Oversharenting: Are You Destroying Your Child’s Online Privacy?


online privacy

The University of Michigan Health System recently did polling to study an emerging trend dubbed “oversharenting.” It’s a label for the excessive sharing about children that goes on with parents on social media. Some of today’s biggest Twitter and YouTube stars are still in diapers—but their lives are on display to the world. Their online privacy is nonexistent.

The problem isn’t just that your adult peers may get worn out with the constant posting about every tantrum, every cute moment, every…single…thing. It’s that your children have no say in the digital identity that’s being created for them and that will follow them for the rest of their lives, like it or not. Theirs is the first generation to grow up in the glare of the digital age spotlight, and they haven’t even lived long enough for any of us to fully understand the ramifications of it all.

So where’s the line for you where your kids are concerned? Have you been guilty of sharing too much in the past? Learn how to avoid “oversharenting”, and give your children the online privacy they deserve.

Your Instagram and Facebook followers don’t love your child.

Sounds harsh, doesn’t it? But it’s true. And the deepest desires of your child’s heart, their most tender questions, and their little kid challenges shouldn’t be entrusted to people who don’t love them. Guard those tender moments and keep a hedge of protection around your child.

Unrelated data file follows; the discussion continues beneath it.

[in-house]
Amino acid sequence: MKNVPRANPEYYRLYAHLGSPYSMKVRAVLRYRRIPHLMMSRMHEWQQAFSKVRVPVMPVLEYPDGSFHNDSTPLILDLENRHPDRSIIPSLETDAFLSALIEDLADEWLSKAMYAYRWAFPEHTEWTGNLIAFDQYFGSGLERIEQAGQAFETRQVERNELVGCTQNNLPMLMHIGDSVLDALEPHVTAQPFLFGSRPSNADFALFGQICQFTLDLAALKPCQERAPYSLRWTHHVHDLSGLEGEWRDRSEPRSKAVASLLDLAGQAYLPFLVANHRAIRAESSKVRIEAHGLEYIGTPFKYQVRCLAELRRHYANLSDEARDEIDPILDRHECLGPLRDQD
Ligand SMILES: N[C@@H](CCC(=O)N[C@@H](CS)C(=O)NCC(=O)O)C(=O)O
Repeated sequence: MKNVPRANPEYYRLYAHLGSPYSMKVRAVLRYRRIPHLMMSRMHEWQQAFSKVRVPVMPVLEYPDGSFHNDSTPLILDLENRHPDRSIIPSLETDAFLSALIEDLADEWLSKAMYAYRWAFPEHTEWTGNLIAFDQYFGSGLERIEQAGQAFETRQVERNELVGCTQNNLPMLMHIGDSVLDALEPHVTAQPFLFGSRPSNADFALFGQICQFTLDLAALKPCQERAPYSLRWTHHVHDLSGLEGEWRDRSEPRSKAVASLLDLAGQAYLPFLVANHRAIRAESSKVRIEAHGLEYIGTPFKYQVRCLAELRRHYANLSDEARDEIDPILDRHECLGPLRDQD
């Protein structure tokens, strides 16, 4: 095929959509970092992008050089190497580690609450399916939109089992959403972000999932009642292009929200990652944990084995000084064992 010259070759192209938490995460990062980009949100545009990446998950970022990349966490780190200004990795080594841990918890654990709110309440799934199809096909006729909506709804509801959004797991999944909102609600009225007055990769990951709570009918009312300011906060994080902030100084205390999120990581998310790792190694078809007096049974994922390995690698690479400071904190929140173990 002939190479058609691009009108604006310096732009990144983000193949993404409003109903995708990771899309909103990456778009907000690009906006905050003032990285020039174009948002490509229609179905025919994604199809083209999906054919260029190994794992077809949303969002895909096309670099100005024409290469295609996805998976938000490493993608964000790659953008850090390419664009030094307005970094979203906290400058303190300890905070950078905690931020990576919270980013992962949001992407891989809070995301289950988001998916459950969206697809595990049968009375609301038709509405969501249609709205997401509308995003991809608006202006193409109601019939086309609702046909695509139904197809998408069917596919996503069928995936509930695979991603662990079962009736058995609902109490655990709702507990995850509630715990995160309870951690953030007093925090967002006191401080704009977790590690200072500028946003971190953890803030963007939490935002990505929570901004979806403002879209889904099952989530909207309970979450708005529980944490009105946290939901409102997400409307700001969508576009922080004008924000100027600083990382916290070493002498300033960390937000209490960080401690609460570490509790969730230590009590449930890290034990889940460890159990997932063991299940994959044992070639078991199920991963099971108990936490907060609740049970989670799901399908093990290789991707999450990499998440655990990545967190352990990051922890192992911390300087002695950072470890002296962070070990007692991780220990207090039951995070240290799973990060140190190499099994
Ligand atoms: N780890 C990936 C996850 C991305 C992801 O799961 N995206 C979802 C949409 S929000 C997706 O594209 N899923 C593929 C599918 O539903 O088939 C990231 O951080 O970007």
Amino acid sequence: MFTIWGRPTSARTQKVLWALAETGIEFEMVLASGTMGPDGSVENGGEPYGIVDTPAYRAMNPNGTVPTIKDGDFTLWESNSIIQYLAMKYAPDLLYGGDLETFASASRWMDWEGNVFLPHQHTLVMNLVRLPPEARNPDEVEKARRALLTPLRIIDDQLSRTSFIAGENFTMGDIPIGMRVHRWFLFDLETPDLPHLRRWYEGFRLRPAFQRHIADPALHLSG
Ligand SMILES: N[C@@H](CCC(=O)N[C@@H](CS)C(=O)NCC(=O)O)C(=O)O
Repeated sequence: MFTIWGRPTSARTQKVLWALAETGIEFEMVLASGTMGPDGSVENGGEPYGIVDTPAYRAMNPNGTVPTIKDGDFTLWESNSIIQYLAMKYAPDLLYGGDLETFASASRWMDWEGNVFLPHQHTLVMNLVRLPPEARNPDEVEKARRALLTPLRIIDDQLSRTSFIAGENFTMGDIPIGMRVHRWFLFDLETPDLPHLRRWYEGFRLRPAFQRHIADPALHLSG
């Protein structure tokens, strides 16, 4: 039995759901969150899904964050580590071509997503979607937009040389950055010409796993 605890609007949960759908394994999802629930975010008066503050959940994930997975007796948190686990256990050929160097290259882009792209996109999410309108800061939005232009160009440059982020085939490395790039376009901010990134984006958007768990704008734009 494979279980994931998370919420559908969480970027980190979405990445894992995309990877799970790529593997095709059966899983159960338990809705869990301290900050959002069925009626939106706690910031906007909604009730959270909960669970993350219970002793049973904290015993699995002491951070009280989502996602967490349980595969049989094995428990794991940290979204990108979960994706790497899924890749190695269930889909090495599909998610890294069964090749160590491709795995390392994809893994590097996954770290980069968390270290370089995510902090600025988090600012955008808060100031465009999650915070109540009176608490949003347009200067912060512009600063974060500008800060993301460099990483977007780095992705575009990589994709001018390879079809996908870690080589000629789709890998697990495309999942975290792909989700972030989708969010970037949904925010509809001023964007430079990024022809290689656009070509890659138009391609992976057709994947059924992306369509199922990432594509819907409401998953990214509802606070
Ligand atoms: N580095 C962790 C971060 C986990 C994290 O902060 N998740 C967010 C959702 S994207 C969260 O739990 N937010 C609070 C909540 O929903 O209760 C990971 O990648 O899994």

It never goes away. Ever.

In ten years, when your child is out of college and looking for that first job, human resources at Company XYZ is going to Google him before you can blink. Would he choose to paperclip a childhood picture of his bare bottom to his job application? Probably not. But by posting it to Facebook years ago, you did that for him. Thanks, Mom.

Oversharenting leads to one of two pitfalls: exposing or posing. {Tweet This}

If you want to protect your child’s privacy and feelings, but insist on posting about him frequently, it will lead to a lot of whitewashing of your family’s life. You’ll essentially become a poser: Someone who projects that they and their family are pretty much perfect. It can cause a lot of envy and insecurity for those who digitally watch from afar. On the other extreme, if you insist on “keeping it real,” you’ll expose failures and flaws that your children would rather keep private. The answer? Less sharing on the whole.

Consider fine-tuning your permissions and settings.

Lots of moms I know say, “I post a lot about my children so their grandparents, aunts, and uncles out of town can feel a part of their lives.” And that’s a legitimate desire. But take the time to set up separate “friend groups” on Facebook or other social media platforms, and pick and choose which posts are best for the public and which can be seen by family only.

You can read more about the University of Michigan Health System study here.

Okay, tell us, when’s the last time you oversharented?

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